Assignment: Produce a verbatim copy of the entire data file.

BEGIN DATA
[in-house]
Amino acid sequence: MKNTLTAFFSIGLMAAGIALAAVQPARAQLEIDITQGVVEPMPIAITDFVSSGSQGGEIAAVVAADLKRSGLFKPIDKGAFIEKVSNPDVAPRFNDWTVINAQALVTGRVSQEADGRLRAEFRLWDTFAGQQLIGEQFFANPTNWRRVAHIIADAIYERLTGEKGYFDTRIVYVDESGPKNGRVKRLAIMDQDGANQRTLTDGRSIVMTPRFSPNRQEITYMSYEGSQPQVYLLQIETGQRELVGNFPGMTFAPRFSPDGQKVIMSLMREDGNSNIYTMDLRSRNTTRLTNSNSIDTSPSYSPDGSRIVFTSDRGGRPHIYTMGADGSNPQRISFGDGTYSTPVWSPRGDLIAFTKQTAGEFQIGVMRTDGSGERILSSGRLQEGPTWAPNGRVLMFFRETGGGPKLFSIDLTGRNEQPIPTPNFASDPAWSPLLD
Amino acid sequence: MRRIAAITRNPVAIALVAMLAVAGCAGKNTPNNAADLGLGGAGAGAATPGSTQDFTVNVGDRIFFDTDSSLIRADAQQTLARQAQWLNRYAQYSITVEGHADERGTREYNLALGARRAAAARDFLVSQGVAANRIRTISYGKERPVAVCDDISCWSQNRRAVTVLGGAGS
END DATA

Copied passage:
[in-house]
Amino acid sequence: MKNTLTAFFSIGLMAAGIALAAVQPARAQLEIDITQGVVEPMPIAITDFVSSGSQGGEIAAVVAADLKRSGLFKPIDKGAFIEKVSNPDVAPRFNDWTVINAQALVTGRVSQEADGRLRAEFRLWDTFAGQQLIGEQFFANPTNWRRVAHIIADAIYERLTGEKGYFDTRIVYVDESGPKNGRVKRLAIMDQDGANQRTLTDGRSIVMTPRFSPNRQEITYMSYEGSQPQVYLLQIETGQRELVGNFPGMTFAPRFSPDGQKVIMSLMREDGNSNIYTMDLRSRNTTRLTNSNSIDTSPSYSPDGSRIVFTSDRGGRPHIYTMGADGSNPQRISFGDGTYSTPVWSPRGDLIAFTKQTAGEFQIGVMRTDGSGERILSSGRLQEGPTWAPNGRVLMFFRETGGGPKLFSIDLTGRNEQPIPTPNFASDPAWSPLLD
Amino acid sequence: MRRIAAITRNPVAIALVAMLAVAGCAGKNTPNNAADLGLGGAGAGAATPGSTQDFTVNVGDRIFFDTDSSLIRADAQQTLARQAQWLNRYAQYSITVEGHADERGTREYNLALGARRAAAARDFLVSQGVAANRIRTISYGKERPVAVCDDISCWSQNRRAVTVLGGAGS